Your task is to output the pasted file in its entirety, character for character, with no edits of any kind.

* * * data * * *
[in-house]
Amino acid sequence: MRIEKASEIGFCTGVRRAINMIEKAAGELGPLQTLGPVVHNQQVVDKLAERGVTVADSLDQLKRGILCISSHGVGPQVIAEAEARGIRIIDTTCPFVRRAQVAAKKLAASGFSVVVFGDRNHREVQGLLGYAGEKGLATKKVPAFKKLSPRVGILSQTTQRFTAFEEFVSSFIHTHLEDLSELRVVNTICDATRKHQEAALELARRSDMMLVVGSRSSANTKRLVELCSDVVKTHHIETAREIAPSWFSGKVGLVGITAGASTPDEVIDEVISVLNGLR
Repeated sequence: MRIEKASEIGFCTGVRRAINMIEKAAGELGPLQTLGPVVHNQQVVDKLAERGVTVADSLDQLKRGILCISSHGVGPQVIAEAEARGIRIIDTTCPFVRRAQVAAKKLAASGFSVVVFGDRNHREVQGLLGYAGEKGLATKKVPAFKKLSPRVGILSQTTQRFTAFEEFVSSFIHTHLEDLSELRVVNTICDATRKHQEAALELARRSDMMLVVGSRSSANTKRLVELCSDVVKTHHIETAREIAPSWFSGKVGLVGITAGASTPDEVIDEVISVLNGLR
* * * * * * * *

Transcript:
[in-house]
Amino acid sequence: MRIEKASEIGFCTGVRRAINMIEKAAGELGPLQTLGPVVHNQQVVDKLAERGVTVADSLDQLKRGILCISSHGVGPQVIAEAEARGIRIIDTTCPFVRRAQVAAKKLAASGFSVVVFGDRNHREVQGLLGYAGEKGLATKKVPAFKKLSPRVGILSQTTQRFTAFEEFVSSFIHTHLEDLSELRVVNTICDATRKHQEAALELARRSDMMLVVGSRSSANTKRLVELCSDVVKTHHIETAREIAPSWFSGKVGLVGITAGASTPDEVIDEVISVLNGLR
Repeated sequence: MRIEKASEIGFCTGVRRAINMIEKAAGELGPLQTLGPVVHNQQVVDKLAERGVTVADSLDQLKRGILCISSHGVGPQVIAEAEARGIRIIDTTCPFVRRAQVAAKKLAASGFSVVVFGDRNHREVQGLLGYAGEKGLATKKVPAFKKLSPRVGILSQTTQRFTAFEEFVSSFIHTHLEDLSELRVVNTICDATRKHQEAALELARRSDMMLVVGSRSSANTKRLVELCSDVVKTHHIETAREIAPSWFSGKVGLVGITAGASTPDEVIDEVISVLNGLR